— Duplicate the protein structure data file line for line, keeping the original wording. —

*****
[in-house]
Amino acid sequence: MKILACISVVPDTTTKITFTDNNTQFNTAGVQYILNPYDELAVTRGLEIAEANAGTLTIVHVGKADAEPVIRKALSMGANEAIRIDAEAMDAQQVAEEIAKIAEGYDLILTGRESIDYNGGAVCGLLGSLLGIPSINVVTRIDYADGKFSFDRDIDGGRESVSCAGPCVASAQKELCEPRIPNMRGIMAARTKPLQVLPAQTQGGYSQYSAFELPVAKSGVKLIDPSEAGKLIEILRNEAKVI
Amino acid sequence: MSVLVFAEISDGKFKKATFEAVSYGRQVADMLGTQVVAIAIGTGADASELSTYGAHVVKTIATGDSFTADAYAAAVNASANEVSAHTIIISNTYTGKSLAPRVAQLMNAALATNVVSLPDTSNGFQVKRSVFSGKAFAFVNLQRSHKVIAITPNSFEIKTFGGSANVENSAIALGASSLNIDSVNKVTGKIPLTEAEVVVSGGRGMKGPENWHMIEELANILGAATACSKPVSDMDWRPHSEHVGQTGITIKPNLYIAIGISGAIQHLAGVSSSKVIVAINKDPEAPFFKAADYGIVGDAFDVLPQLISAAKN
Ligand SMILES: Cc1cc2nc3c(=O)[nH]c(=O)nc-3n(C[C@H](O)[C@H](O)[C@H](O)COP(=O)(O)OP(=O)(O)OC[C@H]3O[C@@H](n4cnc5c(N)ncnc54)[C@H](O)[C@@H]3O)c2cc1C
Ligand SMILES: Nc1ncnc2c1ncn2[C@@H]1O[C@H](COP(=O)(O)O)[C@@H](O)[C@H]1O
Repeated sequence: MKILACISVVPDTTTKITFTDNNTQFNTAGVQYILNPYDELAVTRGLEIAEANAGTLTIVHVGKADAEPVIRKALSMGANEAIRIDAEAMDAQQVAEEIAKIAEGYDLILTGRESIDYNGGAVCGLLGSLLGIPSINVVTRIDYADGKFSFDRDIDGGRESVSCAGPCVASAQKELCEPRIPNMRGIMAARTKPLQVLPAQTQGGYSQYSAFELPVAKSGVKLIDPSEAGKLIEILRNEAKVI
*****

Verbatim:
[in-house]
Amino acid sequence: MKILACISVVPDTTTKITFTDNNTQFNTAGVQYILNPYDELAVTRGLEIAEANAGTLTIVHVGKADAEPVIRKALSMGANEAIRIDAEAMDAQQVAEEIAKIAEGYDLILTGRESIDYNGGAVCGLLGSLLGIPSINVVTRIDYADGKFSFDRDIDGGRESVSCAGPCVASAQKELCEPRIPNMRGIMAARTKPLQVLPAQTQGGYSQYSAFELPVAKSGVKLIDPSEAGKLIEILRNEAKVI
Amino acid sequence: MSVLVFAEISDGKFKKATFEAVSYGRQVADMLGTQVVAIAIGTGADASELSTYGAHVVKTIATGDSFTADAYAAAVNASANEVSAHTIIISNTYTGKSLAPRVAQLMNAALATNVVSLPDTSNGFQVKRSVFSGKAFAFVNLQRSHKVIAITPNSFEIKTFGGSANVENSAIALGASSLNIDSVNKVTGKIPLTEAEVVVSGGRGMKGPENWHMIEELANILGAATACSKPVSDMDWRPHSEHVGQTGITIKPNLYIAIGISGAIQHLAGVSSSKVIVAINKDPEAPFFKAADYGIVGDAFDVLPQLISAAKN
Ligand SMILES: Cc1cc2nc3c(=O)[nH]c(=O)nc-3n(C[C@H](O)[C@H](O)[C@H](O)COP(=O)(O)OP(=O)(O)OC[C@H]3O[C@@H](n4cnc5c(N)ncnc54)[C@H](O)[C@@H]3O)c2cc1C
Ligand SMILES: Nc1ncnc2c1ncn2[C@@H]1O[C@H](COP(=O)(O)O)[C@@H](O)[C@H]1O
Repeated sequence: MKILACISVVPDTTTKITFTDNNTQFNTAGVQYILNPYDELAVTRGLEIAEANAGTLTIVHVGKADAEPVIRKALSMGANEAIRIDAEAMDAQQVAEEIAKIAEGYDLILTGRESIDYNGGAVCGLLGSLLGIPSINVVTRIDYADGKFSFDRDIDGGRESVSCAGPCVASAQKELCEPRIPNMRGIMAARTKPLQVLPAQTQGGYSQYSAFELPVAKSGVKLIDPSEAGKLIEILRNEAKVI